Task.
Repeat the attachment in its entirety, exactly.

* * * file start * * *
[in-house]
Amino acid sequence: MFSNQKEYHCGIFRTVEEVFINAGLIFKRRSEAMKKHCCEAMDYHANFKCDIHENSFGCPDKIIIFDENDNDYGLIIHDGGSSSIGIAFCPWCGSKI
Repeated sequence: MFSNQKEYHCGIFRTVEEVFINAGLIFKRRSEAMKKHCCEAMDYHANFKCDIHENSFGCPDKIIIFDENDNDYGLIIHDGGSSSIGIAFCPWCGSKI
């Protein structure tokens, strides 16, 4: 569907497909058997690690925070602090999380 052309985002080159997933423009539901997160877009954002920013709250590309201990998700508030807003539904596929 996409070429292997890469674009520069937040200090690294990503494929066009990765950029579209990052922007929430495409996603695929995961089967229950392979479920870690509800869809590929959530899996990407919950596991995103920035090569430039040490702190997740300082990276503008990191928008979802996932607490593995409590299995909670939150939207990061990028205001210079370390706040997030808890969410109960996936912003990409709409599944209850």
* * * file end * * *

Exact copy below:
[in-house]
Amino acid sequence: MFSNQKEYHCGIFRTVEEVFINAGLIFKRRSEAMKKHCCEAMDYHANFKCDIHENSFGCPDKIIIFDENDNDYGLIIHDGGSSSIGIAFCPWCGSKI
Repeated sequence: MFSNQKEYHCGIFRTVEEVFINAGLIFKRRSEAMKKHCCEAMDYHANFKCDIHENSFGCPDKIIIFDENDNDYGLIIHDGGSSSIGIAFCPWCGSKI
């Protein structure tokens, strides 16, 4: 569907497909058997690690925070602090999380 052309985002080159997933423009539901997160877009954002920013709250590309201990998700508030807003539904596929 996409070429292997890469674009520069937040200090690294990503494929066009990765950029579209990052922007929430495409996603695929995961089967229950392979479920870690509800869809590929959530899996990407919950596991995103920035090569430039040490702190997740300082990276503008990191928008979802996932607490593995409590299995909670939150939207990061990028205001210079370390706040997030808890969410109960996936912003990409709409599944209850």